NDC had majority on committee that approved Ghana-US military deal

It has emerged that the minority National Democratic Congress (NDC) formed the majority of the Parliamentary committee that recommended the Gh-US Military agreement to the House for consideration.

Making this revelation on Joy FM’s Newsfile programme Saturday, Defense Minister, Dominic Nitiwul revealed that the NDC had 14 of its MPs on the committee while the New Patriotic Party had only 10.He stated that the 24-member committee scrutinized the deal thoroughly before recommending it to the House.

“We finished the whole deliberation, we sat from about 9:30 am to almost 9: 00 pm [and analyzed it] clause by clause. With 14 NDC members and 10 NPP members…then the committee took the decision to recommend it to parliament for adaption,” he said.

His argument was however shot down by Former Deputy Interior Minister, James Agalga.The Builsa North Member of Parliament argued that although the NDC members were more in numbers on the committee, the decision to recommend the agreement to the plenary was that of the NPP members.

“We reached the recommendation because there was a deadlock and we as members belonging to minority [NDC] after raising reservations said if you [NPP] wanted a recommendation, it will stand in the name of the majority [NPP],” he said.

He noted also that there was no voting at the committee level.

“He [Nitiwul] gives the impression that we sat on the committee and the majority members of the NDC voted and recommended and that is not true,” he said.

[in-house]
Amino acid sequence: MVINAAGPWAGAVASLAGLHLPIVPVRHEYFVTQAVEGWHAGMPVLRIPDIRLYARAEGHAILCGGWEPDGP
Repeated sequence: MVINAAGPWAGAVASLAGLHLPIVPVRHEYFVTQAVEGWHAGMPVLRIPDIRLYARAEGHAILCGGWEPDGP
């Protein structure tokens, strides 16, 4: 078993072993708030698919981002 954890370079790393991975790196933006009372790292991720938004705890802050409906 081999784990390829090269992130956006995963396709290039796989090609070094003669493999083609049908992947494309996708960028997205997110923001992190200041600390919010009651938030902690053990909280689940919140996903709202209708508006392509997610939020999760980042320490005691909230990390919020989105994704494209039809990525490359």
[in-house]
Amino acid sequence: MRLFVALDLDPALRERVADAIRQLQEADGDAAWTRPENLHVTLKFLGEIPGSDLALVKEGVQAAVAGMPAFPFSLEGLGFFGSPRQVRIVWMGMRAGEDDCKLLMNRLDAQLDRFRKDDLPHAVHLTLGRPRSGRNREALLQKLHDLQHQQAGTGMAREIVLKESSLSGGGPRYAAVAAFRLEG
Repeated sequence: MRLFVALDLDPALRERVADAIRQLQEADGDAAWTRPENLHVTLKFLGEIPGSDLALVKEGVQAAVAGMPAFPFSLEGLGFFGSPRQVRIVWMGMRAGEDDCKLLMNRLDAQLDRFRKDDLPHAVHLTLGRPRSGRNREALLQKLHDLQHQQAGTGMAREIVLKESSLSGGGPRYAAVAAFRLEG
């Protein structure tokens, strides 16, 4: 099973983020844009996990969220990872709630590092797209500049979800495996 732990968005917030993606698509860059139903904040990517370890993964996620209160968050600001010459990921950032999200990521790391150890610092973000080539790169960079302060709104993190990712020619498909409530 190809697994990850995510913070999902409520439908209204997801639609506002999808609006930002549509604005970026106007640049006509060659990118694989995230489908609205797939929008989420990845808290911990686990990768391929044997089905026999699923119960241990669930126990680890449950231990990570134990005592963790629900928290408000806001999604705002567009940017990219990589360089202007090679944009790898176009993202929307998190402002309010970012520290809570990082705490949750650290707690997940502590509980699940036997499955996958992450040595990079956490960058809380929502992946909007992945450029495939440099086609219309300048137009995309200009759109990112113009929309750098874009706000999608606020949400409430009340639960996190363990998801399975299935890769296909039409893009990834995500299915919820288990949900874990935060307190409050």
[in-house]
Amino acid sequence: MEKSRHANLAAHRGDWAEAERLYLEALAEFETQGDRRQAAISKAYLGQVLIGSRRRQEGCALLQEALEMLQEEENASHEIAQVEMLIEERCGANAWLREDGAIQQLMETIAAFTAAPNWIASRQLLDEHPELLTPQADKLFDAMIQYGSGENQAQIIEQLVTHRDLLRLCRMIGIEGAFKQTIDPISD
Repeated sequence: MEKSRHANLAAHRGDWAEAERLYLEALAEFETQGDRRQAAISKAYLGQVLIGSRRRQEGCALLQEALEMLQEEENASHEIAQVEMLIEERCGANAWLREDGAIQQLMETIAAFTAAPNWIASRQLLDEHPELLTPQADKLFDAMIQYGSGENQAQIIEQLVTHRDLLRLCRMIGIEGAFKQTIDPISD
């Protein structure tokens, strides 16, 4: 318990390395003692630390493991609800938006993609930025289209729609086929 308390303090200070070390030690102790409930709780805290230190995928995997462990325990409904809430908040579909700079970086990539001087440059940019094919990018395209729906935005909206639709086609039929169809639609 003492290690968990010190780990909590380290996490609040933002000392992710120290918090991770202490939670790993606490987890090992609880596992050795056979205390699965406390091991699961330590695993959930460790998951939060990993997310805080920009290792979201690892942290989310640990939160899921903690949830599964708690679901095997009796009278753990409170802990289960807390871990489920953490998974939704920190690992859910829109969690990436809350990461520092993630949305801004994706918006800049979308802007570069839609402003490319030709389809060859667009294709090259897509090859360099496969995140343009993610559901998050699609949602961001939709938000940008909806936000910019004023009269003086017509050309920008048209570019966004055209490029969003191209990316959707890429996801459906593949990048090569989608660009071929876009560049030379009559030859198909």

“If we had voted the voting pattern would have been captured,” he added.

He was emphatic that he led his NDC members to raise objections.

Private legal practitioner and fellow at pressure group Occupy Ghana, Ace Ankomah, who was also on the Newsfile programme was not convinced with the argument advanced by the NDC MP.In his opinion, since the NDC had the majority on the committee, they could have easily quashed the deal at the committee level.

“You failed by not demanding the vote,” he told James Agalga point blank.

“If there is no unanimity then you have an opportunity because the majority is now minority so you demand a voice vote and on account of your vote…you could have thrown this agreement out,” he said.

Parliament has since ratified the agreement although the minority members staged a walkout amid fierce arguments.